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Contractors: The trades badly need more skilled workers

Concrete workers at the site of the future St. Luke's Children's Pavilion in Boise last spring.

Concrete workers at the site of the future St. Luke’s Children’s Pavilion in Boise last spring. The Associated General Contractors of America plans to release recommendations for public officials August 29 on how to increase the pipeline of skilled workers. File photo

The number of construction jobs in Idaho remained on an even keel in July, continuing a trend that started in March.

About 43,000 to 44,000 people are building homes, commercial, office and industrial structures in the state, according to the Associated General Contractors of America.

AGC’s monthly count had Idaho with 43,700 construction jobs in July, a 3.6 percent increase from the prior July. This ranked Idaho No. 20 among states.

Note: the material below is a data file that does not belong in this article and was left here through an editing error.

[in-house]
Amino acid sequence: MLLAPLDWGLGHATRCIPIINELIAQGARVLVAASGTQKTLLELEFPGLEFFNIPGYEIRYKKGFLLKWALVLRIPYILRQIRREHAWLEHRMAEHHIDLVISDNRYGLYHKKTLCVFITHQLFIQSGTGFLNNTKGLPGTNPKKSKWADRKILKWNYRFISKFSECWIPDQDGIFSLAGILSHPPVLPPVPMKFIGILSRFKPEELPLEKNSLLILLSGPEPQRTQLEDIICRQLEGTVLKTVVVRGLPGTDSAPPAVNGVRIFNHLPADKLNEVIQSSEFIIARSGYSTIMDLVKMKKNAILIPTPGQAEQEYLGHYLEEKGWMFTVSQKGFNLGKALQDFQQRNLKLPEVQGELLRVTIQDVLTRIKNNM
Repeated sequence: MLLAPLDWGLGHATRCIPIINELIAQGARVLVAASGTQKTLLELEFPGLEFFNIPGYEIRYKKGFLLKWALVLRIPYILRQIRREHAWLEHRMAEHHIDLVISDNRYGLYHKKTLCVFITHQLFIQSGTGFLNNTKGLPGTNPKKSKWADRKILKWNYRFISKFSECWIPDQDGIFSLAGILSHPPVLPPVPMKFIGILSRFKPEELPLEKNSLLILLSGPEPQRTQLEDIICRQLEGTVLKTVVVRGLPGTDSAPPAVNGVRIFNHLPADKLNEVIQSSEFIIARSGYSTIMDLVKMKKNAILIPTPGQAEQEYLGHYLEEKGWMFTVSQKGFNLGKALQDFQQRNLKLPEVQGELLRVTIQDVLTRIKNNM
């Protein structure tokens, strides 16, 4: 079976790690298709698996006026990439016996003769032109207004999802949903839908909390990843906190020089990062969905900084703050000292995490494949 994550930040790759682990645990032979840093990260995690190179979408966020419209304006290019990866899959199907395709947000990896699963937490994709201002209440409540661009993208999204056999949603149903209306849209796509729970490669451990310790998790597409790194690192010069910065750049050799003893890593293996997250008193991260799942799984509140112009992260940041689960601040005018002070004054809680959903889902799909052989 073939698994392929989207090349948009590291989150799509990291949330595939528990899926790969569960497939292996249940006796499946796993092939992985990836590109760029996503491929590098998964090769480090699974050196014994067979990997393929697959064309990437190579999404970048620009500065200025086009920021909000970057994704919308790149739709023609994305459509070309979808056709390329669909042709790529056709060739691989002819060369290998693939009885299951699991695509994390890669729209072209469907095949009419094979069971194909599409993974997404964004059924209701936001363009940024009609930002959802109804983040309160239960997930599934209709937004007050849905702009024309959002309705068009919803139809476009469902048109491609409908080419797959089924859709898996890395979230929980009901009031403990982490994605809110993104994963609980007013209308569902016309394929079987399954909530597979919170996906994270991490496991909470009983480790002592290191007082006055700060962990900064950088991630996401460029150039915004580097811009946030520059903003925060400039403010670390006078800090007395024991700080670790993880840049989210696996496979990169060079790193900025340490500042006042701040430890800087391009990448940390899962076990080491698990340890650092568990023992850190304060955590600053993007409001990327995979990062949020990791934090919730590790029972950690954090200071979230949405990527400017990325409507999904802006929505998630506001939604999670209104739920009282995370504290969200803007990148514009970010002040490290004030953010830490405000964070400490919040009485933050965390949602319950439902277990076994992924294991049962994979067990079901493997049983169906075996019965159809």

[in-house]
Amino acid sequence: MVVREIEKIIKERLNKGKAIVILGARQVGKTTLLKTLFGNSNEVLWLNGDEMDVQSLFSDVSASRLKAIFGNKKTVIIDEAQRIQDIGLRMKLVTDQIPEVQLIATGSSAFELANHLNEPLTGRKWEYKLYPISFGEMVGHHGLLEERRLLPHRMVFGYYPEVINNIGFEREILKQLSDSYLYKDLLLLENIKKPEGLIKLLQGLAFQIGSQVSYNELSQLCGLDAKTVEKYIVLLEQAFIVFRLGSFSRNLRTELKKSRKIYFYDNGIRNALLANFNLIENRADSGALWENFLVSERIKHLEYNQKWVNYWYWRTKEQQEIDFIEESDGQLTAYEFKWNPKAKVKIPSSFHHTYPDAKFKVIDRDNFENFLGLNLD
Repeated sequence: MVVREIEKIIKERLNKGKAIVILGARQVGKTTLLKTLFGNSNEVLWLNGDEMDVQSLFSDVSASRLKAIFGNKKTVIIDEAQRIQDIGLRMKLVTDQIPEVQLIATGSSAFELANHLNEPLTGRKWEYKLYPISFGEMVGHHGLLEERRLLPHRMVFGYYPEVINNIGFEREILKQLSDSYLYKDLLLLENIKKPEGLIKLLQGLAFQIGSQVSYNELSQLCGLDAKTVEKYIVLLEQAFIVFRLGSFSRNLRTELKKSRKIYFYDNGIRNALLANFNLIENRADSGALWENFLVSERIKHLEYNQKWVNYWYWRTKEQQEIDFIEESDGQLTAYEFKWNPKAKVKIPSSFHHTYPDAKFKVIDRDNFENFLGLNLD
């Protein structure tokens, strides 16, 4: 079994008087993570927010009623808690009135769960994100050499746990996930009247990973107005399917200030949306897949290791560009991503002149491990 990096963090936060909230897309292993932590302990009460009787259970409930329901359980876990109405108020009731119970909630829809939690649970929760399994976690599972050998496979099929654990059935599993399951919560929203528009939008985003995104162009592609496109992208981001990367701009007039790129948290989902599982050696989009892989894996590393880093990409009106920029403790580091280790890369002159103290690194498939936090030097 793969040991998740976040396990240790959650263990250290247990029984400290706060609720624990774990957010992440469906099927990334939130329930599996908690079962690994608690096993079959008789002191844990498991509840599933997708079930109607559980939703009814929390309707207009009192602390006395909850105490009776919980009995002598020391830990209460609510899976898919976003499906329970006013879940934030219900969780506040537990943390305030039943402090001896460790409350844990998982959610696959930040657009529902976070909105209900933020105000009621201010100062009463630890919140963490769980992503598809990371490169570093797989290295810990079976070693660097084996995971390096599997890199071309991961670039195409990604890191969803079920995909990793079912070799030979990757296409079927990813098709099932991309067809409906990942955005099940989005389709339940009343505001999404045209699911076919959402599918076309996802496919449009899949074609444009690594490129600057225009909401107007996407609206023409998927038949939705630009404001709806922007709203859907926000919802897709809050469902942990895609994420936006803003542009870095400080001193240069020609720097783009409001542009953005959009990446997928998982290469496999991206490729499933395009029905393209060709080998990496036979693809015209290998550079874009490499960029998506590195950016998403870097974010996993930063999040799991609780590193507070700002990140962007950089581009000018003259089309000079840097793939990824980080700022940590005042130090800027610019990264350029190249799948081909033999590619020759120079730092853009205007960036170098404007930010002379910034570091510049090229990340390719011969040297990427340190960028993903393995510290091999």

Idaho has been hovering around No. 20 since March after consistently ranking in the Top 5 in year-over year job growth with double-digit percentage job increases since 2015 until February. Several large construction projects have been winding down since then.

Idaho did add 100 construction jobs from June to July, ranking No. 23, as construction started on the Boise State University Fine Arts Building. Construction is also imminent on an 86,000-square-foot office/retail building for Norco in Meridian.

Idaho job numbers have stalled, in part, because of a shortage of qualified construction workers, said Jerry Frank, president and CEO at PETRA Inc., a Meridian-based general contractor.

“It is definitely an employees’ market right now,” Frank said. “It is really testing the loyalty of our team.”

A construction worker shortages is a national malaise. AGC on Aug. 29 will release regional and state construction worker shortage data and suggest steps public officials can take to increase the number of qualified workers.

Neighboring states are faring better in finding construction workers.

Oregon, Nevada, Utah and Washington exceeded Idaho’s construction job growth rate in July, as they have all year. Oregon and Nevada ranked No. 1 and No. 2 with 13.2 percent and 12.8 percent increases in July, according to AGC statistics.

About Teya Vitu

Teya Vitu is an Idaho Business Review reporter, covering commercial real estate, construction, transportation and whatever else may intrigue him in the moment. Join me on Twitter at @IBR_TeyaVitu.